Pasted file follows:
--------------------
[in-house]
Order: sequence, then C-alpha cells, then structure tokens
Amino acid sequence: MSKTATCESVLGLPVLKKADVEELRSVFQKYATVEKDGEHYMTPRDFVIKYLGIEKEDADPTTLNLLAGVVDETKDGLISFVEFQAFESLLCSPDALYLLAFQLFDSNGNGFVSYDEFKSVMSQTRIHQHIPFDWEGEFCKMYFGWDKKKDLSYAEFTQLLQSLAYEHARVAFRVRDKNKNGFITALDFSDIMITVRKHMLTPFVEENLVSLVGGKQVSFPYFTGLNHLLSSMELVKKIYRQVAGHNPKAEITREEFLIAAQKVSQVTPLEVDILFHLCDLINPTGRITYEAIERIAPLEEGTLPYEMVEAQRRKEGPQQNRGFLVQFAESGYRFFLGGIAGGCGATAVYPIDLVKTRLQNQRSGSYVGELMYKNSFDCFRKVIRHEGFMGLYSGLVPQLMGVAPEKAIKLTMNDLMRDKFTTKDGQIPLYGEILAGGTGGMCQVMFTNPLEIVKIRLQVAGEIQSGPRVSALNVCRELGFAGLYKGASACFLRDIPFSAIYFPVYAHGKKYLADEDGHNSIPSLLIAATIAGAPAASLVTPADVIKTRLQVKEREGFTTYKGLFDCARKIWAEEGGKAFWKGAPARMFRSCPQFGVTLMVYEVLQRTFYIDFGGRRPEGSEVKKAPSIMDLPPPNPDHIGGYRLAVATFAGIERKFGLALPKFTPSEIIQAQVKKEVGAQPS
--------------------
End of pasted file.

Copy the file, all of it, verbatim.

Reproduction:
[in-house]
Order: sequence, then C-alpha cells, then structure tokens
Amino acid sequence: MSKTATCESVLGLPVLKKADVEELRSVFQKYATVEKDGEHYMTPRDFVIKYLGIEKEDADPTTLNLLAGVVDETKDGLISFVEFQAFESLLCSPDALYLLAFQLFDSNGNGFVSYDEFKSVMSQTRIHQHIPFDWEGEFCKMYFGWDKKKDLSYAEFTQLLQSLAYEHARVAFRVRDKNKNGFITALDFSDIMITVRKHMLTPFVEENLVSLVGGKQVSFPYFTGLNHLLSSMELVKKIYRQVAGHNPKAEITREEFLIAAQKVSQVTPLEVDILFHLCDLINPTGRITYEAIERIAPLEEGTLPYEMVEAQRRKEGPQQNRGFLVQFAESGYRFFLGGIAGGCGATAVYPIDLVKTRLQNQRSGSYVGELMYKNSFDCFRKVIRHEGFMGLYSGLVPQLMGVAPEKAIKLTMNDLMRDKFTTKDGQIPLYGEILAGGTGGMCQVMFTNPLEIVKIRLQVAGEIQSGPRVSALNVCRELGFAGLYKGASACFLRDIPFSAIYFPVYAHGKKYLADEDGHNSIPSLLIAATIAGAPAASLVTPADVIKTRLQVKEREGFTTYKGLFDCARKIWAEEGGKAFWKGAPARMFRSCPQFGVTLMVYEVLQRTFYIDFGGRRPEGSEVKKAPSIMDLPPPNPDHIGGYRLAVATFAGIERKFGLALPKFTPSEIIQAQVKKEVGAQPS